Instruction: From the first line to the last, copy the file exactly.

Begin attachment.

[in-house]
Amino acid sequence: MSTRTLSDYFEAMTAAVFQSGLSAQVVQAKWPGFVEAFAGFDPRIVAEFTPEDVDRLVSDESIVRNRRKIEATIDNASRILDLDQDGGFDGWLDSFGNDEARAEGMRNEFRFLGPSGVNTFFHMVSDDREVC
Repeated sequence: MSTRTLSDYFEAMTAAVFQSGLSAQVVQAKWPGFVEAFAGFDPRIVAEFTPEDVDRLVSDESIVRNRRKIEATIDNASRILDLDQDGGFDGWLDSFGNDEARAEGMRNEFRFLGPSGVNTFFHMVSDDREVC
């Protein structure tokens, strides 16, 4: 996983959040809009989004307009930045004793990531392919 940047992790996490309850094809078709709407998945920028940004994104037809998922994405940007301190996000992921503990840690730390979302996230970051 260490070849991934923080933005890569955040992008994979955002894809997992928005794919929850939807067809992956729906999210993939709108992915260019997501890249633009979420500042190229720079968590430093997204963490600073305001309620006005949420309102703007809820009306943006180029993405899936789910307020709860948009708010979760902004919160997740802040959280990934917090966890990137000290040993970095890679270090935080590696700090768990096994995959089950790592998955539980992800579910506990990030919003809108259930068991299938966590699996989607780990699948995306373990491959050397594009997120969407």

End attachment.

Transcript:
[in-house]
Amino acid sequence: MSTRTLSDYFEAMTAAVFQSGLSAQVVQAKWPGFVEAFAGFDPRIVAEFTPEDVDRLVSDESIVRNRRKIEATIDNASRILDLDQDGGFDGWLDSFGNDEARAEGMRNEFRFLGPSGVNTFFHMVSDDREVC
Repeated sequence: MSTRTLSDYFEAMTAAVFQSGLSAQVVQAKWPGFVEAFAGFDPRIVAEFTPEDVDRLVSDESIVRNRRKIEATIDNASRILDLDQDGGFDGWLDSFGNDEARAEGMRNEFRFLGPSGVNTFFHMVSDDREVC
């Protein structure tokens, strides 16, 4: 996983959040809009989004307009930045004793990531392919 940047992790996490309850094809078709709407998945920028940004994104037809998922994405940007301190996000992921503990840690730390979302996230970051 260490070849991934923080933005890569955040992008994979955002894809997992928005794919929850939807067809992956729906999210993939709108992915260019997501890249633009979420500042190229720079968590430093997204963490600073305001309620006005949420309102703007809820009306943006180029993405899936789910307020709860948009708010979760902004919160997740802040959280990934917090966890990137000290040993970095890679270090935080590696700090768990096994995959089950790592998955539980992800579910506990990030919003809108259930068991299938966590699996989607780990699948995306373990491959050397594009997120969407």